When mind is settled with shamatha practice, we can then begin to extend loving heart that we have developed to others. There are other meditation practices to assist with that — such as tonglen practice — exchanging self for others.

    That is shamatha practice. I don’t have a view on whether it is helpful or appropriate for Catholics to try this practice — but I can assure you that it is not demonic. It also has no particular philosophical content. The practice predates Buddhism — Shakyamuni Buddha learned the practice from his Hindu teachers. If there are Catholics doing this, I am sure that the practice could easily be done with a picture of Jesus Christ or the Virgin Mary as the focal point of the practice.

    Thank you for indulging this long post. I hope that you will not feel that it is inappropriate — but I did not feel that you conveyed either the purpose or the substance of the practice. The practice has meant a lot to me.

    • Connie Rossini

      Thanks, Alyosha. A couple of thoughts. 1) Your comment demonstrates how mindfulness is very similar to Centering Prayer, which was the main point of my post. (Some) Catholics have been there and done that. 2) I realize that the Buddhist belief is that anyone/everyone can practice different types of Buddhist meditation, regardless of their religion or philosophy. However, from a Catholic viewpoint, that is not necessarily true. 3) My view, which accords with that of a couple of eminent Catholic theologians I have consulted on the issue, is that mindfulness, like other forms of Eastern meditation, leads to a non-Christian view of the self and God. That means that it is dangerous for a Catholic to practice. For a Buddhist seeking truth, I think it is a beautiful attempt. But Catholics (we believe) have the fullness of truth as revealed by Christ. We have plenty of traditional Catholic practices to offer people that will not pose a spiritual danger to them. Centering Prayer has been a disaster for many Catholics’ relationship with Christ. I do not want to see a repeat of that.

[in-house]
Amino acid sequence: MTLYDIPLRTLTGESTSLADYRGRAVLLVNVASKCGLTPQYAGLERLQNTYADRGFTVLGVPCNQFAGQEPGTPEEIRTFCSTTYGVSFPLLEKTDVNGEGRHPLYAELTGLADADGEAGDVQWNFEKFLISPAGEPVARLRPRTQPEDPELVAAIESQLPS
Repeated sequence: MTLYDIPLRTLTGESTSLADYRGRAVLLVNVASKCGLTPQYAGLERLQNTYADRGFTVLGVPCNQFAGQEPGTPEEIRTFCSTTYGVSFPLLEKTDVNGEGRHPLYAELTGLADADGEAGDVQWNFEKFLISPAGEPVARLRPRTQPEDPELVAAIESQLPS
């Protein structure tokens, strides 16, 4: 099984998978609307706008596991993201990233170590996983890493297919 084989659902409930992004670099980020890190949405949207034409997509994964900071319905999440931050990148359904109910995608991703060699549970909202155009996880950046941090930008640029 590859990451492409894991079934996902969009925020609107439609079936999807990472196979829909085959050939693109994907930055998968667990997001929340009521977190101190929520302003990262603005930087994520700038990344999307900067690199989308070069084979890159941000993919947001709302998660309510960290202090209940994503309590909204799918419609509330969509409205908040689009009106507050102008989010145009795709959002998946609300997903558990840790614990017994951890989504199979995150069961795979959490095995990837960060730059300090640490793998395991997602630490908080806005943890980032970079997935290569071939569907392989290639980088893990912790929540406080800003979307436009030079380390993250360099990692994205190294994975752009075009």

10. Alyosha

    I was in Huatulco, Oaxaca, Mexico last November and visited a small cathedral in the center of town. The ceiling of the cathedral was hand painted with an enormous painting if the Virgin of Guadalupe and various shrines to saints were in alcoves off the sanctuary. At one of these shrines, an old woman was kneeling, praying and gesticulating emotionally to the shrine. It was moving to see faith manifested so beautifully.

    I thought to myself, as I watched this from across the sanctuary, how similar she is to Buddhist practitioners in Tibet. There people walk for miles to see a visiting lama. It is not uncommon to see common people at a temple or shrine doing full prostrations to an image of the Buddha. In Mexico or Tibet, this is not a blind faith. It is a faith so embedded in the culture that the individual and the building and the ritual are not separate. Connecting with a spiritual path is easier in a culture like this — a lot of time can be wasted coming to terms with doubt.

    In North America, we have a different culture — one that is materialistic and individualistic. Citizens are literate and often highly educated. For Catholics, a combination of declining birthrates in North America and a growing secularism in the culture has meant that, except for Latin American immigrants, the church has had to try to make itself relevant to a population that is distracted and distant from a culture that embodies the values of the Church.

    Oddly, at least for members of the dominant secular culture in North America, this is also the situation for practitioners of Buddhism.(like me) who seek to establish the religion in North America. Of course Buddhism in North America is insignificant compared to the size and influence of the Catholic Church. But our small centers have attracted many new people — typically people who aren’t members of another church. What has attracted them are teachings and meditation practices that, in Tibet, would be limited to monks and nuns who take vows and devote themselves to a life of practice. Where, in Tibet, lay Buddhists mostly engage in devotional practices, in North America, lay practitioners study texts, practice daily and engage in extended retreats.